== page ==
GROUP TRAINING: THERE’S STRENGTH IN NUMBERS

There are many benefits to training with a group. Group exercise isn’t a new concept, but it has taken off over the last twenty years as we’ve seen an increase in various types of group exercise among the many are cycle, aerobics, dance, and strength training, including the explosion of boutique gyms with their tribe like mentality.

So why the attraction to group training? Is it the camaraderie that comes with group training? Is it the variety? Is it the Kohler effect? Is it because it can be the best bang for your buck? I believe it is all of the above and then some.

Group training develops camaraderie; with camaraderie comes accountability and motivation. Working out with a group improves consistency because it involves commitment. You are less likely to hit the snooze button when you know there are others expecting you. The group notices an absence from a workout and that positive peer pressure can help reduce the urge to skip a workout.

Exercising with a group can also help increase motivation. Seeing others of different ages and abilities work hard and support one another is very motivating. You may find yourself working harder when you see a fellow group member giving their all. A genuine bond develops when people sweat and grind through a workout together. They experience the challenge of pushing themselves to be their best. Some workout days are very satisfying, and others can be just plain hard. No matter the challenge, the external motivation of someone cheering you on when you’re dragging reminds you of your strengths and ability. This is when you realize you are not alone in your journey.

Group training also helps to prevent boredom and adds variety to your workout routine. Different trainers have different coaching styles, which allows you a safe and effective workout that isn’t always the same.

Do we perform better in a group or team environment? According to the Kohler Effect, we do. This phenomenon occurs when a less skilled/trained individual performs better on a difficult task in a group environment than expected based on their current skill set. In other words, no one wants to be the weakest link in their group, so they may put forth extra effort than they would if they were on their own. (this rings true for me!) A study published in the Journal of Sport and Medicine Psychology found that individuals who were matched with a partner (whose performance was always manipulated to be better) performed 24 percent better in a series of planks than when planking alone. They found that working with a partner increased their motivation and resulted in holding their plank for a longer period of time.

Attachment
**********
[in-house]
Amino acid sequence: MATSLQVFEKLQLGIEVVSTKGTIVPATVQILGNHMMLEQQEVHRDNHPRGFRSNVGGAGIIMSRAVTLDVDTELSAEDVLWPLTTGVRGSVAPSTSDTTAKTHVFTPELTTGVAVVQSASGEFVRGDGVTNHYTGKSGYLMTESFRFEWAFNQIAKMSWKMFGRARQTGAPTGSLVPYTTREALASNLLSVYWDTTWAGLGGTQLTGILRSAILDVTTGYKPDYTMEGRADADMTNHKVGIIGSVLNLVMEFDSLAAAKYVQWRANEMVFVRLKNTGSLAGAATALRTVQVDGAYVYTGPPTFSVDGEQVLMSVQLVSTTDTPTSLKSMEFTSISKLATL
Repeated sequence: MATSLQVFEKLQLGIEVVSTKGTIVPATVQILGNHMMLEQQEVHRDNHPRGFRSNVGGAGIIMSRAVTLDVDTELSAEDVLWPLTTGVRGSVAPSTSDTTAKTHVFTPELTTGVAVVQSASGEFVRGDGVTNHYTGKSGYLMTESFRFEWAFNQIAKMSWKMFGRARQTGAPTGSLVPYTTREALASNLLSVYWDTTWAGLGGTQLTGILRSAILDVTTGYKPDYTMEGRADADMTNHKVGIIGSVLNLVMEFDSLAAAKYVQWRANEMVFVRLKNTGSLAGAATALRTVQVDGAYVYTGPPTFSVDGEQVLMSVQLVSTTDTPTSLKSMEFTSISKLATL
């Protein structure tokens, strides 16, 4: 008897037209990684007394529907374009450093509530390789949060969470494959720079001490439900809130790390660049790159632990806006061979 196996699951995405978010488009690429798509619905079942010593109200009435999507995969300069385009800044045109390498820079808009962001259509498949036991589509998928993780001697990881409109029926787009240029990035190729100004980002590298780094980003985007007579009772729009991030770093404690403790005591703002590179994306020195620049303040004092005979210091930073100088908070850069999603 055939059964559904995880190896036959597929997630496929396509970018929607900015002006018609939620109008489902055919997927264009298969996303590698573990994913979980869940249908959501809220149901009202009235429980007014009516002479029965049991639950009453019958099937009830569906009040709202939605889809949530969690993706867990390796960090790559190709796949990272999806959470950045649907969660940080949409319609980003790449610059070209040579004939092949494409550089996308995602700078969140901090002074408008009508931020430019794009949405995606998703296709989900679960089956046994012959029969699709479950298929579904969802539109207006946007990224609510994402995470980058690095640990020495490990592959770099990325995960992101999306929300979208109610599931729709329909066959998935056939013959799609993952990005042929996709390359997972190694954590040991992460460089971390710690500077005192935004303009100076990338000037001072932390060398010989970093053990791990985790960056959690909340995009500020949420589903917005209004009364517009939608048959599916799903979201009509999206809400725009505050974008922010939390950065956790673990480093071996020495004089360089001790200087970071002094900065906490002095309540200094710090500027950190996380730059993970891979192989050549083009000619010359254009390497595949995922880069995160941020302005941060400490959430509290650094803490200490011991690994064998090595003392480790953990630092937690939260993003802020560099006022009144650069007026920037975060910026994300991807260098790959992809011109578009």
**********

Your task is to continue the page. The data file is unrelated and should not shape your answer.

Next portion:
Another benefit to group training is it can be a more economical approach to your fitness routine, giving you more bang for your buck. Private training is specifically designed for one individual and may be cost-prohibitive to some. Exercise classes are designed for the masses and may not benefit all fitness and ability levels, as many exercises require a basic knowledge of performance to ensure safety and effectiveness.   Group training, however, is the best of both worlds. It allows for more personalized training with a certified professional than exercise classes and is more budget-friendly than private training. 

Whether you are a lifelong gym rat or a newcomer, an introvert or extrovert, young or old, space is held for everyone who wants to improve their overall health and fitness. Group training proves that there is STRENGTH IN NUMBERS and so much more! 

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